by Nick Mele
Pax Christi USA National Council member
Watching the edited, delayed coverage of the London Olympic Games, I was struck during the opening ceremonies by the myths which lie beneath the spectacle. Glastonbury Tor, a reference to the legends of King Arthur, alerted me to take a close look at Olympic subtexts that reveal a fascination with male power and military dominance. After all, King Arthur was a warrior monarch, when all is said and done. Then there were the twin oddities of Queen Elizabeth as a “Bond girl” and a regiment of paratrooper nannies defeating various baddies. The episodes framed the Olympics as a display of military prowess and a metaphor for dominance.
U.S. coverage of the various Olympic events emphasized dominance in describing the various competitions and results. When Michael Phelps won silver in the men’s 200 meter butterfly race, the NBC commentary focused on the fact that he had not won the gold. In contrast, Canadian coverage celebrated Canadian athletes who won bronze medals and even those who finished in the top ten of their events.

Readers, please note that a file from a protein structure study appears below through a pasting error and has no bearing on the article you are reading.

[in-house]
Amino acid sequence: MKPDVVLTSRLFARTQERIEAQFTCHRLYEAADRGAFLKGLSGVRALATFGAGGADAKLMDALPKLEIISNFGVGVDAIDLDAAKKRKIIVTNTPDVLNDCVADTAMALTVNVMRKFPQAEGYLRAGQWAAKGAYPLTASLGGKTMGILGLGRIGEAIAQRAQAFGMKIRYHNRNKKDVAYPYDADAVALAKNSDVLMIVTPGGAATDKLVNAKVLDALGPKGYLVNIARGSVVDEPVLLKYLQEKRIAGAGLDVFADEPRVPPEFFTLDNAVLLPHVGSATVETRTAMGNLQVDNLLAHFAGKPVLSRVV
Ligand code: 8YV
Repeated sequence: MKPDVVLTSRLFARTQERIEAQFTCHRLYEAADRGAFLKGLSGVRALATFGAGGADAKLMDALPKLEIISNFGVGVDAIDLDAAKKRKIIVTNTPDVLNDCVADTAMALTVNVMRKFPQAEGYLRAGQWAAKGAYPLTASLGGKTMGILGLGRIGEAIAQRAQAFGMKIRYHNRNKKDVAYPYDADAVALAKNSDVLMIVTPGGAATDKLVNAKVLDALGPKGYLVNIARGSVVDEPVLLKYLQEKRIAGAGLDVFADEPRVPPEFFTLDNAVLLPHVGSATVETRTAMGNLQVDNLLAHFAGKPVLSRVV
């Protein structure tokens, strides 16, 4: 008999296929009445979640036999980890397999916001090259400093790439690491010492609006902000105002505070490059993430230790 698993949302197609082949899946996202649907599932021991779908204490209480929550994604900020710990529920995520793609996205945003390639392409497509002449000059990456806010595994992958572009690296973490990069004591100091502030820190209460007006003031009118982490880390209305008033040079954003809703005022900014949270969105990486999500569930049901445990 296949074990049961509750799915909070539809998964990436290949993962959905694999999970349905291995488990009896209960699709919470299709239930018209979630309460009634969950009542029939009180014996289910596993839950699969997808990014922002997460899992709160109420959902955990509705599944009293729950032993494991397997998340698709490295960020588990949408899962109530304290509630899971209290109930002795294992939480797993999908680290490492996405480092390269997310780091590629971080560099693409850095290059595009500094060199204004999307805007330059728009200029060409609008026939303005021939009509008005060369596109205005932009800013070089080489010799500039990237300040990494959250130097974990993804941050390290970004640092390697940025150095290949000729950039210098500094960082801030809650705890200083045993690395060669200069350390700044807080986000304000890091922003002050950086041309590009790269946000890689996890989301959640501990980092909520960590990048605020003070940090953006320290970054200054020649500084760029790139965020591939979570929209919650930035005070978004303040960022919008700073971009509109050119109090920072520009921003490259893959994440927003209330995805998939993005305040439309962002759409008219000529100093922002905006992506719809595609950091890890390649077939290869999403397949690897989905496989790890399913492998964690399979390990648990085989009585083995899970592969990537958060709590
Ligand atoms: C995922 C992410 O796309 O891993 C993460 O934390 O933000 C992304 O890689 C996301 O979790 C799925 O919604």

The television coverage glorified young bodies, male and female, tuned to perfect condition and appearance—not much mention of the grueling training and diet regimes the athletes live by, from childhood in many cases. As with the opening ceremonies, fantasy and icons step in front of reality. Similarly, our media do not much mention the destruction of those glorious young bodies in war, whether caused by drones, IEDs, firefights or artillery…